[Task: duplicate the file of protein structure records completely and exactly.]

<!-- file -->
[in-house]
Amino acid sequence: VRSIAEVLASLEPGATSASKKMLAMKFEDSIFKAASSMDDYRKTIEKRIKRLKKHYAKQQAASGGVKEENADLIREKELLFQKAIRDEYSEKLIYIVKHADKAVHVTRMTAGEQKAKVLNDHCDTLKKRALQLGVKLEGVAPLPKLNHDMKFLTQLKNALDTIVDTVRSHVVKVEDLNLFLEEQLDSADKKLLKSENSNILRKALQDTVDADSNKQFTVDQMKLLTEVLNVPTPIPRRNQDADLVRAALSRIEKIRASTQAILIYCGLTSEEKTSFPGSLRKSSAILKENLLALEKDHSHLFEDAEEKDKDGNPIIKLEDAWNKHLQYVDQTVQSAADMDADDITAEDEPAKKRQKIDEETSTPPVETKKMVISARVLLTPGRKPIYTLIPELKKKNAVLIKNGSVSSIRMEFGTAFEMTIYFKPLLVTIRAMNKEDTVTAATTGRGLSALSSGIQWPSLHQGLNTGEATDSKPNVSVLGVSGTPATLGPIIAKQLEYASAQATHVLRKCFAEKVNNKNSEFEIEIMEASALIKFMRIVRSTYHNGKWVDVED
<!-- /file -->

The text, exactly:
[in-house]
Amino acid sequence: VRSIAEVLASLEPGATSASKKMLAMKFEDSIFKAASSMDDYRKTIEKRIKRLKKHYAKQQAASGGVKEENADLIREKELLFQKAIRDEYSEKLIYIVKHADKAVHVTRMTAGEQKAKVLNDHCDTLKKRALQLGVKLEGVAPLPKLNHDMKFLTQLKNALDTIVDTVRSHVVKVEDLNLFLEEQLDSADKKLLKSENSNILRKALQDTVDADSNKQFTVDQMKLLTEVLNVPTPIPRRNQDADLVRAALSRIEKIRASTQAILIYCGLTSEEKTSFPGSLRKSSAILKENLLALEKDHSHLFEDAEEKDKDGNPIIKLEDAWNKHLQYVDQTVQSAADMDADDITAEDEPAKKRQKIDEETSTPPVETKKMVISARVLLTPGRKPIYTLIPELKKKNAVLIKNGSVSSIRMEFGTAFEMTIYFKPLLVTIRAMNKEDTVTAATTGRGLSALSSGIQWPSLHQGLNTGEATDSKPNVSVLGVSGTPATLGPIIAKQLEYASAQATHVLRKCFAEKVNNKNSEFEIEIMEASALIKFMRIVRSTYHNGKWVDVED